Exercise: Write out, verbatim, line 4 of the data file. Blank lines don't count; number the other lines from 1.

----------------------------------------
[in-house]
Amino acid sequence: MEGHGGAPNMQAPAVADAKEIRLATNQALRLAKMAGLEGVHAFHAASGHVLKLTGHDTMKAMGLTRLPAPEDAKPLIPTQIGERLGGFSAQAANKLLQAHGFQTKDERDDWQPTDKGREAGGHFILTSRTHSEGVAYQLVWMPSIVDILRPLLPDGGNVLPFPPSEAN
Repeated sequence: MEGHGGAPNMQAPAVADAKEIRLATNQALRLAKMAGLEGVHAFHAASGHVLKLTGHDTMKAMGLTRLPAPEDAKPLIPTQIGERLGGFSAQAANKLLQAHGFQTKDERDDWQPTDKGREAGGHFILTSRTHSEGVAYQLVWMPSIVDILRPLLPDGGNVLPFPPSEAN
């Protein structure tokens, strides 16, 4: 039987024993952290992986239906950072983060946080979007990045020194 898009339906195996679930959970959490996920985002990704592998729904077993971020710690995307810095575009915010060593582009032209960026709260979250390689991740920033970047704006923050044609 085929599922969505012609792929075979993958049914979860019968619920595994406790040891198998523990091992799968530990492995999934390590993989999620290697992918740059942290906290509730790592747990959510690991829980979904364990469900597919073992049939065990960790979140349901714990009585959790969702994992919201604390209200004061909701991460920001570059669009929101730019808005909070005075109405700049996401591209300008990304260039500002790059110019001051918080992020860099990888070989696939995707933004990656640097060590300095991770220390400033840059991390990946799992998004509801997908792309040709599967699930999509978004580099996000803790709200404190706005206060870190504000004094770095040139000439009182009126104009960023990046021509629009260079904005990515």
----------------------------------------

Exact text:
């Protein structure tokens, strides 16, 4: 039987024993952290992986239906950072983060946080979007990045020194 898009339906195996679930959970959490996920985002990704592998729904077993971020710690995307810095575009915010060593582009032209960026709260979250390689991740920033970047704006923050044609 085929599922969505012609792929075979993958049914979860019968619920595994406790040891198998523990091992799968530990492995999934390590993989999620290697992918740059942290906290509730790592747990959510690991829980979904364990469900597919073992049939065990960790979140349901714990009585959790969702994992919201604390209200004061909701991460920001570059669009929101730019808005909070005075109405700049996401591209300008990304260039500002790059110019001051918080992020860099990888070989696939995707933004990656640097060590300095991770220390400033840059991390990946799992998004509801997908792309040709599967699930999509978004580099996000803790709200404190706005206060870190504000004094770095040139000439009182009126104009960023990046021509629009260079904005990515």